So, then, to 4 Millbank to be interviewed on the 7pm SkyNews bulletin about CyberMonday (or, being British, “Mega Monday”).
Appearing on SkyNews at 7pm
I was called this afternoon to ask if I’d be willing to appear and comment and of course the answer was ‘yes’. Then I started to feel nervous!
I don’t recall much about the interview itself – I was in a dark room, staring at a focus point and desperately listening to the question so that I didn’t burble. Intentionally, anyway.
Up earlier had been David Walmsley, Head of Direct at John Lewis, and as I’d arrived in the studio I’d thought how composed and fluid he was on TV. I decided to become more nervous immediately 😉
The studio was intriguing: not quite a ‘radio car’, but certainly a compact and lean operation, mainly focused on political happenings at nearby Parliament.
The Millbank studio for Sky News
I’ve not been able to track down a ‘recording’ of what I said, but my intention was to cover off how the predictions for Mega Monday were tending toward the blindingly obvious, and how even a scrooge-like consumer was now running out of shopping days to Christmas. Behind the headline figures of revenues (predicted, btw, by IMRG to be £320m today, with Retail Decisions predicting that Mega Minute will be 1.31pm today, with an expected near £1m in transactions that minute), the real issue is that revenues this year will have been bought by discounting. In order to have a higher cash value of transactions than last year, therefore, retailers will need to ship proportionally more boxes – creating an additional strain on their logistics operations as well as reducing their margins even further.
Pressed on the reason for the success of the web I recall mentioning that the web was now a mature component within multichannel retail. The web is used by some 90% of people questioned in an IMRG survey to help decide on purchases made in-store. Interestingly, only 68% of those questioned said the reverse – that they needed to see goods in-store to inform their internet purchasing.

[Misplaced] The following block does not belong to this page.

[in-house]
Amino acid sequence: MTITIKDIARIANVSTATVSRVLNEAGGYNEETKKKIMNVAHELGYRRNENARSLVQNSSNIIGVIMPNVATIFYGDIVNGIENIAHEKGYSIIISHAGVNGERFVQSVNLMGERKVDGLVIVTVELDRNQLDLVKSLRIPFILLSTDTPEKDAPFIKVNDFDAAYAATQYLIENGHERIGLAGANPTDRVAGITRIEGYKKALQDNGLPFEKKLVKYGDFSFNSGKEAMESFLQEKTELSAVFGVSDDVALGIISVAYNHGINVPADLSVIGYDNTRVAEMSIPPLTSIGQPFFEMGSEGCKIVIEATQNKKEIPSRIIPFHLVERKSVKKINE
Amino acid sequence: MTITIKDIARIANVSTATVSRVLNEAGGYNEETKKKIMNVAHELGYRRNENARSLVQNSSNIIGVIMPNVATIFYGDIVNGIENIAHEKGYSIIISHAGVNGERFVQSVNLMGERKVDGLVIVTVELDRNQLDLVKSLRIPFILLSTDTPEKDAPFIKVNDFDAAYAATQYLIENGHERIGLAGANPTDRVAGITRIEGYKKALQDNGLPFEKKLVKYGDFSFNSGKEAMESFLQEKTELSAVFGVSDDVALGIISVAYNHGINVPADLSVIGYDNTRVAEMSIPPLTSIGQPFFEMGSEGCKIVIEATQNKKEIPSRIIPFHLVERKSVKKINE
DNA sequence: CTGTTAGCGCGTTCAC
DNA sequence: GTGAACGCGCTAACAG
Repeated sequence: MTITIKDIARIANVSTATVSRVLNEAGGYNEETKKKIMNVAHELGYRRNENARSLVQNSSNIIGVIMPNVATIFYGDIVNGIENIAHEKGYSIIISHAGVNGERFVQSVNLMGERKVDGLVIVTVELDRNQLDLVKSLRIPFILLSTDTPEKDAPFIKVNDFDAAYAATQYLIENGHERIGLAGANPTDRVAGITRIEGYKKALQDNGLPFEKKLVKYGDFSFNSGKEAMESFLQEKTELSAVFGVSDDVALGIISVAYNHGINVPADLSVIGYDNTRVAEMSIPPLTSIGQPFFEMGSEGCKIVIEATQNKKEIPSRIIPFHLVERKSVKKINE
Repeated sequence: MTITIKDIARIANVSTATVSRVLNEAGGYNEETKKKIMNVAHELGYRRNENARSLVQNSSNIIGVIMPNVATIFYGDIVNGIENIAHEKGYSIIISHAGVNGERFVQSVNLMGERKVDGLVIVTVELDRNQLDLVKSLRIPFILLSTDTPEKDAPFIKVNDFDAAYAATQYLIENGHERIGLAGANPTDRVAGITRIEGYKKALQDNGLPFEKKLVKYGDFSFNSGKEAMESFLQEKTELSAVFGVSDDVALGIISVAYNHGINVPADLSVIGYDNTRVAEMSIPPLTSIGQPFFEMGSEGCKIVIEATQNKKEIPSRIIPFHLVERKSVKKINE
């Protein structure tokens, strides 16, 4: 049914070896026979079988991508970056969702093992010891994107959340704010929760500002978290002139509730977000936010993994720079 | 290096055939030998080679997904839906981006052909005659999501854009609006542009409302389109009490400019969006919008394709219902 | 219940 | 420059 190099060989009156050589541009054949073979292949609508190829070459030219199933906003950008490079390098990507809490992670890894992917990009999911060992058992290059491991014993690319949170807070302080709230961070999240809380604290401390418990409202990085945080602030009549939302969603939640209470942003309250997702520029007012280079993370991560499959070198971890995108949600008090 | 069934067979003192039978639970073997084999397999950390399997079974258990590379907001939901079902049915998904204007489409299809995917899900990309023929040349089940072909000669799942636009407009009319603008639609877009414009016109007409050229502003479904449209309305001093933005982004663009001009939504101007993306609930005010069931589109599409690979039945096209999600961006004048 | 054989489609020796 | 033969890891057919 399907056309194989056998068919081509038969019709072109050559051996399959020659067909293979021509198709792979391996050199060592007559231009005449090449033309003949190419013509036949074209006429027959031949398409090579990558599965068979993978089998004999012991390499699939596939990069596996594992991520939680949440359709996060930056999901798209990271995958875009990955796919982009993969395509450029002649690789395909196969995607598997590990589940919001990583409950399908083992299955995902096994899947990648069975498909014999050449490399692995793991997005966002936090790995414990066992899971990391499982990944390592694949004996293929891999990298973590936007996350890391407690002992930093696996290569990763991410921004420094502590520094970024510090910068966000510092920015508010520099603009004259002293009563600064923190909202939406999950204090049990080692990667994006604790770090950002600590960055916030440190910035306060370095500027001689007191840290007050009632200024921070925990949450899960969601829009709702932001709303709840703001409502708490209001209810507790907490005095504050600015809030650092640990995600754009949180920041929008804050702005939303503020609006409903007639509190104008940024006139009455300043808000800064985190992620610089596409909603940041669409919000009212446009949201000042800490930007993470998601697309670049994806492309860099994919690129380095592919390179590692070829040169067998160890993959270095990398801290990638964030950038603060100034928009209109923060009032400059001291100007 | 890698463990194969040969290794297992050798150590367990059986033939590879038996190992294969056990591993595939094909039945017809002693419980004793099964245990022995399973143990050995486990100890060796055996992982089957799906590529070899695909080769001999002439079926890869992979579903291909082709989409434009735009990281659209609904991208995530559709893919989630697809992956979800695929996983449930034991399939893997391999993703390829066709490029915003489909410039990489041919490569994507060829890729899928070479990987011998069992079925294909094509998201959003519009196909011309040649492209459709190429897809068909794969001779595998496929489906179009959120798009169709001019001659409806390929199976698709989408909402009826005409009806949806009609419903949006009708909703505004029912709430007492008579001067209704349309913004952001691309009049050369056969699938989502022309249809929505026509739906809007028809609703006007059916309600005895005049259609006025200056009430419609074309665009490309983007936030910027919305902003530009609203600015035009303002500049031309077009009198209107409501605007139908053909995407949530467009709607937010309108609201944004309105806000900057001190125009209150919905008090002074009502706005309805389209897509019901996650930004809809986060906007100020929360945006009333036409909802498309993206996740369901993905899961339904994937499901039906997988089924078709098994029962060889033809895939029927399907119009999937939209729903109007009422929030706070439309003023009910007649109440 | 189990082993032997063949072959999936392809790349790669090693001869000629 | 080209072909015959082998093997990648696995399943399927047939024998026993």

I was asked whether there was anything fundamental to the web that would make it an inherently ‘cheap’ channel, but of course there’s a need to have a capable infrastructure as well, ideally, as a traditional retail channel in order to maximise sales. I challenged the draw of the web as being “cheapness” alone, noting that customers now required service as much as price. In the US on CyberMonday, for example, nearly 11% of all shopping traffic went to Amazon.com – a combination of breadth of product, excellent pricing and exemplary, proven service.
In what seemed like an age or a second it was over and, with a polite ‘thank you’ from the producer, I was back on the scooter heading home.
The kids were pleased to see me on telly (ahh) and I’ve already had abusive texts about being fat/nervous/bearded etc – to which I just say “thanks” 😉
This is a picture of me on the telly taken by Vicky with her iPhone - I'm just blinking, not falling into a trance. Honest.
It was an interesting experience and something out of the comfort zone. It was also a chance to get some key messages to a new audience and finally whet my appetite to enliven our plans for InternetRetailing TV. We did some experiments at our conference – see the embed below – but I think that it’s time to be a bit more active on this front.